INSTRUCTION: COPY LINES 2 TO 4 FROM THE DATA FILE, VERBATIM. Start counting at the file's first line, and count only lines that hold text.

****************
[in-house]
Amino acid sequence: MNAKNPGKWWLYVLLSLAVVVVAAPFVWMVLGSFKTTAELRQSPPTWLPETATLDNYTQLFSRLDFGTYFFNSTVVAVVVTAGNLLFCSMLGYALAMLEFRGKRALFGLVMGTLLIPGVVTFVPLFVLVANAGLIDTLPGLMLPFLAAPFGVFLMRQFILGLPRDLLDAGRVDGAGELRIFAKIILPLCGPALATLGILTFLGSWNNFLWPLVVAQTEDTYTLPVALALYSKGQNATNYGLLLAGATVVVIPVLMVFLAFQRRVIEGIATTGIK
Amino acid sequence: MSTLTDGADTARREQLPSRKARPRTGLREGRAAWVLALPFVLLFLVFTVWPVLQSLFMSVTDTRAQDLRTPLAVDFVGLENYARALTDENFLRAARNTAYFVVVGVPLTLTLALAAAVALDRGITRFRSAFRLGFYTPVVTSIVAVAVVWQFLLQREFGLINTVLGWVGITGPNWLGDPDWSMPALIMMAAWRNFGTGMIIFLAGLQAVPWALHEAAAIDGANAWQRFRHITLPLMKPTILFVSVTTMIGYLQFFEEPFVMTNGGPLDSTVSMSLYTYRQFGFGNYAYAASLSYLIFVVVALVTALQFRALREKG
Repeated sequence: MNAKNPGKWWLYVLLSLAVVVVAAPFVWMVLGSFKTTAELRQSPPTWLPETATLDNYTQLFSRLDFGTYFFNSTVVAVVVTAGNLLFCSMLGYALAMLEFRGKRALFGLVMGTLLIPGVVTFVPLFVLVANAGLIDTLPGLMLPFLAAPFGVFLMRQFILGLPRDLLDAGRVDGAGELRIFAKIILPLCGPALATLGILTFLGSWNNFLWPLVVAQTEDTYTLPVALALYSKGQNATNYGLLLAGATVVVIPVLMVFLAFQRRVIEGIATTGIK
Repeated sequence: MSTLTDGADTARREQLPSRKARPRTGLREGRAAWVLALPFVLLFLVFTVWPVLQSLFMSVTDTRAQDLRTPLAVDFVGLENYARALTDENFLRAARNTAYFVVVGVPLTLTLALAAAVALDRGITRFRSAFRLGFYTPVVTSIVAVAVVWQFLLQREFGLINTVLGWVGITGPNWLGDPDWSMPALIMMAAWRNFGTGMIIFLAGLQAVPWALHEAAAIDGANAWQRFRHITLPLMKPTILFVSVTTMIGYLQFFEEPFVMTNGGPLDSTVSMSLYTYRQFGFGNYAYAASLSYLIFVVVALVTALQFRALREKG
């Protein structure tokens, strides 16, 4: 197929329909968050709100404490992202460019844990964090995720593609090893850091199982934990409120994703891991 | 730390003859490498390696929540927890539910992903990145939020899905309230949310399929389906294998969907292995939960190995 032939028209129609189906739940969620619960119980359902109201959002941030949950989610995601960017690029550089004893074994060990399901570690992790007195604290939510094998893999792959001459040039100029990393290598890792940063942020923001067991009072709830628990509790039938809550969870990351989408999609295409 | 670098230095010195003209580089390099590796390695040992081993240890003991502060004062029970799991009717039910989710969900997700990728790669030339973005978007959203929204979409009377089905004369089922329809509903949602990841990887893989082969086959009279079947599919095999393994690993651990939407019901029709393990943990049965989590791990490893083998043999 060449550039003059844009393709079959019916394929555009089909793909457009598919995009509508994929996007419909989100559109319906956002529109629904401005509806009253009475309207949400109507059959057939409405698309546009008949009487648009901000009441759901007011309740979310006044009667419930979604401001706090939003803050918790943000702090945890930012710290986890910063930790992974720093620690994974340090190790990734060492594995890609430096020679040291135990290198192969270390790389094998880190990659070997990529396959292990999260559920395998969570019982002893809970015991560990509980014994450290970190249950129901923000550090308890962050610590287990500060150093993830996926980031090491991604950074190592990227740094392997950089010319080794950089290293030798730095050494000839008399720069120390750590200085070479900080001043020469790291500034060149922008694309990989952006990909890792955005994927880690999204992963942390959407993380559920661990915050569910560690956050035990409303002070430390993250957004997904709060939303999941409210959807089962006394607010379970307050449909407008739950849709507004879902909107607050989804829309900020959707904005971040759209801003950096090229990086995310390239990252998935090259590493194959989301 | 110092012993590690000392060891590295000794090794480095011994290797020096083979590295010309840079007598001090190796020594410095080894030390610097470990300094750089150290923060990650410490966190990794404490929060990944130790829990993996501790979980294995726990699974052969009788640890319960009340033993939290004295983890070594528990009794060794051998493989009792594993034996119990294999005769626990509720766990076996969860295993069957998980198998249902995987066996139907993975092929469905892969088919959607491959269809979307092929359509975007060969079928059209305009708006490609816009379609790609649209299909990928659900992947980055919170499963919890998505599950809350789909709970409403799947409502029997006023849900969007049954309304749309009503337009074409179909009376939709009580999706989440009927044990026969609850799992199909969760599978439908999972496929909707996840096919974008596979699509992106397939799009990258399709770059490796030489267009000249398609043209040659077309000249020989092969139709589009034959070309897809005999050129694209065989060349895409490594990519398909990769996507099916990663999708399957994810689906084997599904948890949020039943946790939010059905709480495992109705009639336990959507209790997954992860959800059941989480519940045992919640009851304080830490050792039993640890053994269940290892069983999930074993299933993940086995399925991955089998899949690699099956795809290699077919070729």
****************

Amino acid sequence: MNAKNPGKWWLYVLLSLAVVVVAAPFVWMVLGSFKTTAELRQSPPTWLPETATLDNYTQLFSRLDFGTYFFNSTVVAVVVTAGNLLFCSMLGYALAMLEFRGKRALFGLVMGTLLIPGVVTFVPLFVLVANAGLIDTLPGLMLPFLAAPFGVFLMRQFILGLPRDLLDAGRVDGAGELRIFAKIILPLCGPALATLGILTFLGSWNNFLWPLVVAQTEDTYTLPVALALYSKGQNATNYGLLLAGATVVVIPVLMVFLAFQRRVIEGIATTGIK
Amino acid sequence: MSTLTDGADTARREQLPSRKARPRTGLREGRAAWVLALPFVLLFLVFTVWPVLQSLFMSVTDTRAQDLRTPLAVDFVGLENYARALTDENFLRAARNTAYFVVVGVPLTLTLALAAAVALDRGITRFRSAFRLGFYTPVVTSIVAVAVVWQFLLQREFGLINTVLGWVGITGPNWLGDPDWSMPALIMMAAWRNFGTGMIIFLAGLQAVPWALHEAAAIDGANAWQRFRHITLPLMKPTILFVSVTTMIGYLQFFEEPFVMTNGGPLDSTVSMSLYTYRQFGFGNYAYAASLSYLIFVVVALVTALQFRALREKG
Repeated sequence: MNAKNPGKWWLYVLLSLAVVVVAAPFVWMVLGSFKTTAELRQSPPTWLPETATLDNYTQLFSRLDFGTYFFNSTVVAVVVTAGNLLFCSMLGYALAMLEFRGKRALFGLVMGTLLIPGVVTFVPLFVLVANAGLIDTLPGLMLPFLAAPFGVFLMRQFILGLPRDLLDAGRVDGAGELRIFAKIILPLCGPALATLGILTFLGSWNNFLWPLVVAQTEDTYTLPVALALYSKGQNATNYGLLLAGATVVVIPVLMVFLAFQRRVIEGIATTGIK